The modules shown are an example of the typical curriculum and will be reviewed prior to the 2021/22 academic year. The final modules will be published by September 2021.
In year one you will take 60 credits in core economics modules and one compulsory 40 credit module in Spanish language and a 20 credit translational module, providing you with a solid base for the next three years of your degree programme.
In year two you are required to pursue modules amounting to 120 credits. Year two develops from the foundation of year one, giving equal 60 credit weighting to business and language subjects. You will continue to focus on compulsory Economics modules in both microeconomics and macroeconomics, whilst the language focuses on your communication skills in Spanish language, providing the ideal preparation for the third year which is spent abroad.
|Module title||Module code||Credits|
|Ex-Advanced Language Year 2 Spanish||ML0279||30 credits|
|Ex-Beginners Language Year 2 Spanish||ML0280||30 credits|
|British Economy||BS2547||20 credits|
|Money Banking and Finance||BS2551||20 credits|
|Economics of the EU||BS2558||20 credits|
|Managerial Economics||BS2560||20 credits|
|Introductory Econometrics||BS2570||20 credits|
|State, Business and the British Economy in the Twentieth Century||BS2572||20 credits|
|The World & Language of Business (Spanish Ex-Beginners)||ML0268||30 credits|
|Cultures in Context (Spanish)||ML0282||30 credits|
|The World & Language of Business (Spanish)||ML0283||30 credits|
Year three: Sandwich year
Your third year is spent in Spain or another Spanish-speaking country. The year will enable you to develop your language skills, deepen your understanding of Spanish culture and develop your independence, resourcefulness and resilience.
Your options include studying at one of our partner universities, working as an English assistant in a school through the British Council Scheme, or working for a Spanish organisation or company. No matter what you choose, the year abroad is a great opportunity for you to improve your understanding of the language, immerse yourself in another culture, and gain international study or work experience.
If you choose the study option, we have established exchange programmes which provide opportunities to study in institutions in cities that have included Valencia, Barcelona and Seville.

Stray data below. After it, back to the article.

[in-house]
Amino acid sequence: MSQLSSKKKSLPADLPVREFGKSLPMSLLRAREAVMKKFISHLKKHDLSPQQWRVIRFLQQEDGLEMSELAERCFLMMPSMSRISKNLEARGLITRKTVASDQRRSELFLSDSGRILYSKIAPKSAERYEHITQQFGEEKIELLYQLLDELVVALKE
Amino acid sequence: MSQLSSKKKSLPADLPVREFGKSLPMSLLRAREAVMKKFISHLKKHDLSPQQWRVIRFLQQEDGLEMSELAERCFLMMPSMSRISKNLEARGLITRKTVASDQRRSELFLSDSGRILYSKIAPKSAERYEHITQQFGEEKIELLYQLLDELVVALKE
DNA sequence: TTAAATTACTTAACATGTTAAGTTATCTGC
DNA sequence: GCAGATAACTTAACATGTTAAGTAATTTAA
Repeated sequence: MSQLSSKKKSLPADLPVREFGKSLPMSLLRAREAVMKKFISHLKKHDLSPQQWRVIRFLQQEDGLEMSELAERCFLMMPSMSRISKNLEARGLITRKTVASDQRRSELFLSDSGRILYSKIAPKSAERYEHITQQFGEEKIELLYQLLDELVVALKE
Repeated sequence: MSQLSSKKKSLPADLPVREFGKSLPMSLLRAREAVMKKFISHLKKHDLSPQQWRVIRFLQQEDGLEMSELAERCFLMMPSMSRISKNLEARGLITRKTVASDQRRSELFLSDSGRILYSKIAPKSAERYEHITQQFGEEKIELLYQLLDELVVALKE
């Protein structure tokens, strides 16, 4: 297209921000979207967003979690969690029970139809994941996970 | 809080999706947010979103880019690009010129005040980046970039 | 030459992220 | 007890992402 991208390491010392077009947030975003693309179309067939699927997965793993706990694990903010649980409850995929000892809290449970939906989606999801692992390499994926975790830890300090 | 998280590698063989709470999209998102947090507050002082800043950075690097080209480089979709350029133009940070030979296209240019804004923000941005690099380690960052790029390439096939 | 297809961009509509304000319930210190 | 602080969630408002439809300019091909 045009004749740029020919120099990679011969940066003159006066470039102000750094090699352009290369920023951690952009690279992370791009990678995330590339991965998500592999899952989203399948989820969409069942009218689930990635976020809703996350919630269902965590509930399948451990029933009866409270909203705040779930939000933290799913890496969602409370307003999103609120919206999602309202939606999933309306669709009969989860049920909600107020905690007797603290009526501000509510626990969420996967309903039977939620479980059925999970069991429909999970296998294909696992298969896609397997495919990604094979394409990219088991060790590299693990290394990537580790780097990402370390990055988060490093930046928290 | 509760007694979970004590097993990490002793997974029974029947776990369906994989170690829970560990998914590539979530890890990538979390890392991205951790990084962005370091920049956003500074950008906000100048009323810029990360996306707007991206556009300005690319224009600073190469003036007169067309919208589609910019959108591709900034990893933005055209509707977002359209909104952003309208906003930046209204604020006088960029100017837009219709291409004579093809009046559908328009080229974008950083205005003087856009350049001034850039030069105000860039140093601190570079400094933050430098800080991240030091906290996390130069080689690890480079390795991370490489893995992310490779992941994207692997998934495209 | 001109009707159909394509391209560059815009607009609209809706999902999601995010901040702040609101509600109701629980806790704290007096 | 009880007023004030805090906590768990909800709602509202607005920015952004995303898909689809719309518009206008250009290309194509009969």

Placements for teaching assistants on a scheme run by the British Council can take you to either a major city or a small, rural town. This option provides first-hand teaching experience and allows you to earn a salary sufficient to live on, although you only work on a part-time basis. Prior to the start of your placement, the British Council provides a training weekend in the destination country. In addition, the school you have been assigned to should also guide you in your role as a teacher and help you to find a place to live.
The third option consists of a work placement with an organisation or company in the Spanish-speaking world. The necessary arrangements can be made through personal contacts you may have or by approaching organisations directly. In order to ensure that your work placement affords you plenty of opportunity to speak Spanish and provides you with a beneficial experience, such arrangements will require prior approval by the School.
Any student who undertakes a study placement or a traineeship/work placement in Europe is currently eligible to apply for an Erasmus grant.
Studying or working abroad is excellent preparation for your final year and gives you a level of self-confidence and maturity that has proven popular with employers.
|Module title||Module code||Credits|
|Intercalary Semester Abroad: Study Abroad (Spanish, Spring)||ML0090||60 credits|
|Intercalary Semester Abroad: Work Placement (Spanish, Spring)||ML0093||60 credits|
|Intercalary Semester Abroad: Work Placement||ML0097||60 credits|
|Intercalary Semester Abroad: Study Abroad||ML0099||60 credits|
|Sandwich Year Project (Autumn Semester)||ML1240||60 credits|
|Sandwich Year Project (Spring Semester)||ML1241||60 credits|
When we welcome you back to Cardiff in your final year, you will take 60 credits of optional Economics modules. A compulsory 30 credit module in Spanish language is also taken, along with a 30 credit optional module in Spanish.
The University is committed to providing a wide range of module options where possible, but please be aware that whilst every effort is made to offer choice this may be limited in certain circumstances. This is due to the fact that some modules have limited numbers of places available, which are allocated on a first-come, first-served basis, while others have minimum student numbers required before they will run, to ensure that an appropriate quality of education can be delivered; some modules require students to have already taken particular subjects, and others are core or required on the programme you are taking. Modules may also be limited due to timetable clashes, and although the University works to minimise disruption to choice, we advise you to seek advice from the relevant School on the module choices available.
Learning and assessment